Letter to Henry: Chiefly on Prayer

Posted on March 31, 2011

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Like all dutiful pastors, I am sworn in my ordination and installation vows to keep a Daily Office and to pray for my people that God has called me to serve. And like all dutiful pastors, I’ve created ways to keep track of who they are and what their needs are in logs and lists, checking the names, checking them twice. It was hard work, I told myself, but it’s got to be done.

But that’s changed over time. At first I put it down to familiarity and practice. But if that were all it is, my intercessions would soon become rote and the effort to sustain them would have increased.

What has changed? I saw that as my time spent sitting under the authority of Holy Scripture increases, the ease of my prayer life also increases. If ease is the right word.

It was my study of 1 Peter 2.2 that put some shape here: “Like newborn infants, long for the pure spiritual milk, that by it you may grow up to salvation— if indeed you have tasted that the Lord is good.” The “pure spiritual milk” is the Word of God. To drink the milk of the Word is to “taste” again and again what He is like, for in hearing of the Lord’s words I experience the joy of personal fellowship with the Lord Himself.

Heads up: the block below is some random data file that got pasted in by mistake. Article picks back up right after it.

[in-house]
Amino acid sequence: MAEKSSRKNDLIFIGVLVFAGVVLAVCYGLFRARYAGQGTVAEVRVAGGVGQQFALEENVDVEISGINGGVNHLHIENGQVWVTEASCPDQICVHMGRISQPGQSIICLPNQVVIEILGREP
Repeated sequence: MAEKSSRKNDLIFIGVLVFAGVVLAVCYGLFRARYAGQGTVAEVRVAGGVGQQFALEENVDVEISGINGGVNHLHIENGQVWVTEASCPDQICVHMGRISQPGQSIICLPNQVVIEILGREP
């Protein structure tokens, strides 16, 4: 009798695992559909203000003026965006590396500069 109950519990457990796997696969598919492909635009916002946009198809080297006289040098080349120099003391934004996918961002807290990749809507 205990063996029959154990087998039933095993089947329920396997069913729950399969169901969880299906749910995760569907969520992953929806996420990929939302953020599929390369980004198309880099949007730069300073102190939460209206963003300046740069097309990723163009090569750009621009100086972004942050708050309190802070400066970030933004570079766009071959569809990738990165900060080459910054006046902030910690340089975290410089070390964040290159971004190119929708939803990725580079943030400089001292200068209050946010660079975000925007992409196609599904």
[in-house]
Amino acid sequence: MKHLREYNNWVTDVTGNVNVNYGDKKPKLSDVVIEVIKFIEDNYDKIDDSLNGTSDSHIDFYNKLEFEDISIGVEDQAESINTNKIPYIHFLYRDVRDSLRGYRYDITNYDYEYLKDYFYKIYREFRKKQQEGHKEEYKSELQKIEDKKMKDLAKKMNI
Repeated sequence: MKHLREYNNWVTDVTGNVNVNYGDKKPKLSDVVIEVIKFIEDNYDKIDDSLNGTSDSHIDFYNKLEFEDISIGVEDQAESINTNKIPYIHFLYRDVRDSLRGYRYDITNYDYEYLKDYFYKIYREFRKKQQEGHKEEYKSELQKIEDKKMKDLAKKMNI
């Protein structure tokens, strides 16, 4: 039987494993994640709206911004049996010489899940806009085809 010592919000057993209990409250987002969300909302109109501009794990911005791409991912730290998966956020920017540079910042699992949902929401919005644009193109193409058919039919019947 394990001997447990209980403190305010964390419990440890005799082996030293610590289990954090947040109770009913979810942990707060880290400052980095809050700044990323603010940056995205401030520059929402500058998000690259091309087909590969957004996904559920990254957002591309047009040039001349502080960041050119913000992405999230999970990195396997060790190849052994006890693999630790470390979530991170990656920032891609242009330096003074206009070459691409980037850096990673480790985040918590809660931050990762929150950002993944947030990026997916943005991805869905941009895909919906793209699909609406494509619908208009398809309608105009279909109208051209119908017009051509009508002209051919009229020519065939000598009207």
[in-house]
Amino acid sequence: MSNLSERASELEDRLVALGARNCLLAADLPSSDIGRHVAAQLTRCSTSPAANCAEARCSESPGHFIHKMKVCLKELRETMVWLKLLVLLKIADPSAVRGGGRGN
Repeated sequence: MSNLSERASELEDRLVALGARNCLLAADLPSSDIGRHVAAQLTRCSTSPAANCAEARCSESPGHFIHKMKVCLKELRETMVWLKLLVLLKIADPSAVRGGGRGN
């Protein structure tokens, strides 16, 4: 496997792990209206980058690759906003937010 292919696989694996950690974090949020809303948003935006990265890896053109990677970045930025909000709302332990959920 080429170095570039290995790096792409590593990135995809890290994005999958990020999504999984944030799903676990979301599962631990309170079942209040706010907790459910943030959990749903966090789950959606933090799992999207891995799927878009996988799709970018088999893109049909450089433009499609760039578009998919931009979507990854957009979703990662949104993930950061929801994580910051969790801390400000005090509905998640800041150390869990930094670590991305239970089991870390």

I’ve discovered that as my relationship in Jesus Christ deepens through the Word, I find that I become more and more honest in my prayer. And the more honest I become, the easier it is to bring those whom I love into His presence with me.

The test has been Tuesday mornings. Each Tuesday morning I dedicate my Daily Office to a particular focus: revival and renewal for our congregation and borough. The times I have spent meditating on God’s Word in a way that reveals my soul, I have the souls of the congregation whom I love as pastor gather almost unbidden into my heart. I lift them up to the Lord in thanksgiving and in their need.

It does not stop there. Soon I am gathering all the boroughs around us where my people live. Other church families, other pastors all come and are brought forward in prayer.

The Holy Spirit ministers through the Word. He brings a deeper union with my Savior and my prayer brings great joy as each relationship is lovingly brought before Him. The burden of earlier days has faded away.